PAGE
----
The more a leader knows, the better he leads.


Elevate your thinking

According to Albert Einstein, the primary requirement for solving a problem is to change the way we think about it. If a leader sees a situation as being beyond solution, the brain shuts down and is unable to fathom a way out of the cul-de-sac. But if on the other hand, the leader believes that he is able to come up with a solution to the problem, a message is sent to the brain and it does not rest until a solution is found. This is why man has been able to find solutions to many problems over the years.

When Hannibal, the Carthaginian Military Commander and statesman who commanded Carthage’s main army against Rome during the Second Punic War, was going to cross the Alps with elephants, his generals told him that it was impossible. In reply, he told them, “I will either find a way or make one.” That should be the attitude of every leader. Leaders are not to surrender to challenges, they are not supposed to be overwhelmed by problems; leaders are supposed to find a way or make one. That is why people look up to them.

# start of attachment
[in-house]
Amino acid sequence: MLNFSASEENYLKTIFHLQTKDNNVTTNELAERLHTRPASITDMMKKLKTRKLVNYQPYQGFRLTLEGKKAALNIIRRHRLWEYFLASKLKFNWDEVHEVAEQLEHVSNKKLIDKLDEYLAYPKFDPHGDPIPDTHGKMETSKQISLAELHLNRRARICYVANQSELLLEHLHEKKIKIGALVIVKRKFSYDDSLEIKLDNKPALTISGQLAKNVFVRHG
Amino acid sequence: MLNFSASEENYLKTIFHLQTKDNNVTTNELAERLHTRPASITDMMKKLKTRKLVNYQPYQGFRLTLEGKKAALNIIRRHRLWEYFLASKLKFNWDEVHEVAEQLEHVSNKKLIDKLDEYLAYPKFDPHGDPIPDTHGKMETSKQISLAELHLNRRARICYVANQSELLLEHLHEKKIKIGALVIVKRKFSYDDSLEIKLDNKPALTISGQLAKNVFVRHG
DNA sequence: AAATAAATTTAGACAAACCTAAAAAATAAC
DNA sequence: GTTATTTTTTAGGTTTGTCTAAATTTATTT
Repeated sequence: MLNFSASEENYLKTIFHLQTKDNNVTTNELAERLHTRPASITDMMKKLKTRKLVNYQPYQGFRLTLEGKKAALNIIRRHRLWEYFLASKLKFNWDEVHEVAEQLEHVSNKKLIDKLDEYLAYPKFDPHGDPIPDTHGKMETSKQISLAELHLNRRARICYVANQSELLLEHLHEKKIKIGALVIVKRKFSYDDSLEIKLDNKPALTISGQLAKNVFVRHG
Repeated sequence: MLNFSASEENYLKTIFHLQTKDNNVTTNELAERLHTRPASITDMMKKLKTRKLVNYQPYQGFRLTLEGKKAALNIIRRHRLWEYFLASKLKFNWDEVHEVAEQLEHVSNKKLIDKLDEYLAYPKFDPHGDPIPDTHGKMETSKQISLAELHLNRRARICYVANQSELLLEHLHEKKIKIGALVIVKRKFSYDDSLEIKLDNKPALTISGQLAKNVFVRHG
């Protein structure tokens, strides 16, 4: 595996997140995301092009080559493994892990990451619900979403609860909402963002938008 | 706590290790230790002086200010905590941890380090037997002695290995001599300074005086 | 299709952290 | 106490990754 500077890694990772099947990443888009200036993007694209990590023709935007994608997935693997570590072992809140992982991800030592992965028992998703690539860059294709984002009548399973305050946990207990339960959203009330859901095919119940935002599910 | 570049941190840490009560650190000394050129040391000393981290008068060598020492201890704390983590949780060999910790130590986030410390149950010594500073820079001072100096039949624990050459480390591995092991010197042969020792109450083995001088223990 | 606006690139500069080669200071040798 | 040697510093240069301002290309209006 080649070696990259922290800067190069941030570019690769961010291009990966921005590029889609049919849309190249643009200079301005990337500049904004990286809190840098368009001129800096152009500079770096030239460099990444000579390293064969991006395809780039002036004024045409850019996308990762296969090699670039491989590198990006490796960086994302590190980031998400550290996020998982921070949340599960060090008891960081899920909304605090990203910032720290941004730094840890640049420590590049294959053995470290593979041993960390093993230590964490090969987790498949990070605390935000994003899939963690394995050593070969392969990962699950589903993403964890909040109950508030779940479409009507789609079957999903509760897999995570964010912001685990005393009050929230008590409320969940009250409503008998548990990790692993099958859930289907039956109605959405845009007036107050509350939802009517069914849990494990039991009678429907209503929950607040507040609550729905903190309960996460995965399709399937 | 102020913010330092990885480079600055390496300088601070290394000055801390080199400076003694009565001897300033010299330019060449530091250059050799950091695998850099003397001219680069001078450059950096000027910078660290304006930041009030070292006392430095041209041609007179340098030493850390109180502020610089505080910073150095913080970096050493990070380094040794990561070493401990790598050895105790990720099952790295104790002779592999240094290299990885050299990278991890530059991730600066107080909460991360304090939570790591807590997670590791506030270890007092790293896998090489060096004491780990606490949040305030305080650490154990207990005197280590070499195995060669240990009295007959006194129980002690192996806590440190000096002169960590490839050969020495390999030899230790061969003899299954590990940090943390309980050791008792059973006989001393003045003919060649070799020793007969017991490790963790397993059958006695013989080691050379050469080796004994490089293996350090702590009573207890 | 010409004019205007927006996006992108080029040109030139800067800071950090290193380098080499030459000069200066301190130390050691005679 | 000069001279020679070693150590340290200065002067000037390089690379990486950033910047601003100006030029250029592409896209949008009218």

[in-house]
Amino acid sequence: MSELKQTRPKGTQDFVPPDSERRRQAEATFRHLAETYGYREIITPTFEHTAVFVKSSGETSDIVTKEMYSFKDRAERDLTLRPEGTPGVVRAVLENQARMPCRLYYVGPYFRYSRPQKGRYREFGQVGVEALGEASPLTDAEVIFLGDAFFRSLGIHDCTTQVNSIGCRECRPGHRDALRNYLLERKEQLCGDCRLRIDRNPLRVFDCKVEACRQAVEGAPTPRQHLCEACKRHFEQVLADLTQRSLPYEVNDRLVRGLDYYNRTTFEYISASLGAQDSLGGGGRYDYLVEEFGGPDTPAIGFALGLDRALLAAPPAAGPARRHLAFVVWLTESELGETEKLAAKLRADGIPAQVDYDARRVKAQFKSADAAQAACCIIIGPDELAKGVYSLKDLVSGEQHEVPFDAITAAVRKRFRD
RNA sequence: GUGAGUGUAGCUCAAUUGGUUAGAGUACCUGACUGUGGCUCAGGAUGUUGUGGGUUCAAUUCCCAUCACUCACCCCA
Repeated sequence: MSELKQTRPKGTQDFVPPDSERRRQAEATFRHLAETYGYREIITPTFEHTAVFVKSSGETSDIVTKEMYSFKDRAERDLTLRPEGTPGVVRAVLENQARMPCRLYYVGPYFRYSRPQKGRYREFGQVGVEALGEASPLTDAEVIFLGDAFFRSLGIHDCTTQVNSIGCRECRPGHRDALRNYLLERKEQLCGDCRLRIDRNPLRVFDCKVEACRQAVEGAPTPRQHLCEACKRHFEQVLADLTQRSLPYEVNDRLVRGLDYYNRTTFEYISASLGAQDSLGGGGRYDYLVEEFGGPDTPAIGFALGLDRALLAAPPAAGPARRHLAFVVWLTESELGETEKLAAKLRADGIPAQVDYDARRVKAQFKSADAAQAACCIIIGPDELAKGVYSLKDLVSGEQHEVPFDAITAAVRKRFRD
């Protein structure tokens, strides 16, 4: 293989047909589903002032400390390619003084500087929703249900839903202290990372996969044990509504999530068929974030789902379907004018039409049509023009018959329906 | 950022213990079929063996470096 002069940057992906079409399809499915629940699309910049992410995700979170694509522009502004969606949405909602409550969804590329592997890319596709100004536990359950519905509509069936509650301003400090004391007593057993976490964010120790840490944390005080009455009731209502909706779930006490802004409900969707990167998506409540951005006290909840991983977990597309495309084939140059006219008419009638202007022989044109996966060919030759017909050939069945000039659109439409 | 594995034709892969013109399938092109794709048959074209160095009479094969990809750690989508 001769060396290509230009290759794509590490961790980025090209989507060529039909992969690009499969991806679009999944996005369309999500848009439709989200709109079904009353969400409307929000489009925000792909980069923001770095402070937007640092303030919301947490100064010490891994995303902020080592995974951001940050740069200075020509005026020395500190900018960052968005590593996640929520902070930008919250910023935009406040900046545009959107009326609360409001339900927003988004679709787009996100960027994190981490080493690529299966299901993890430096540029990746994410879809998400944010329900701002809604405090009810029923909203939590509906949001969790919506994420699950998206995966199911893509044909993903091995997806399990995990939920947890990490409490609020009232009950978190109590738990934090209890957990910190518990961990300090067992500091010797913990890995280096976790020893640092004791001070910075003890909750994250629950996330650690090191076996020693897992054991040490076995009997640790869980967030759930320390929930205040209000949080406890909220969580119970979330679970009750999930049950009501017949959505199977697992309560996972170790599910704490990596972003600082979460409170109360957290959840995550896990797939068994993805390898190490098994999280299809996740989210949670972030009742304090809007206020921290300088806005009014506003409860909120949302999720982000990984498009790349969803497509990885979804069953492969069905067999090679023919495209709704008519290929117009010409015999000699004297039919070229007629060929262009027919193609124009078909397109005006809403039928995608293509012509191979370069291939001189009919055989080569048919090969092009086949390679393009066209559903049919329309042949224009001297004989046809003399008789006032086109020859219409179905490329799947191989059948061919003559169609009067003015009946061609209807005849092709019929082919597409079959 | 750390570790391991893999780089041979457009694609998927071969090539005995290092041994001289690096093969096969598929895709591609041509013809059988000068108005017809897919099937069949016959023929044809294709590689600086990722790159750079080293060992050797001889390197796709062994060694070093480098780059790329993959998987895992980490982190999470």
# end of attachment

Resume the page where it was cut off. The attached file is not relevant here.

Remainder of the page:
However, if a leader operates at the level he was before the crisis broke, he will not be able to proffer a solution to the problem. President Trump wanted a quick solution to the COVID-19 problem because according to him, his country, the USA, was not meant to be shut down. So, he announced chloroquine as the wonder drug to cure the disease but the Food and Drug Administration as well as the National Institute of Allergy and Infectious Diseases quickly countered him and said there was no proof that chloroquine could cure COVID-19. Why did President Trump make this prescription? He was operating at the level he was when the coronavirus crisis started. To overcome a challenge, end a crisis or solve a problem, leaders must elevate their thinking. It is when this is done that they have new revelation and have a flow of new ideas.


Be amenable to change

A crisis is a call for change. A crisis is a demand to replace an existing order with a new one. Whenever there is a crisis, the underlining message is change. The primary message of COVID-19 is a call for a change in social relations. The world has been taught that the way to demonstrate affection is to hold and embrace others but with COVID-19, all of that is changing. So, the real message of any crisis is a call for a change in belief, behaviour or practice. Crises linger primarily because of people’s resistance to change.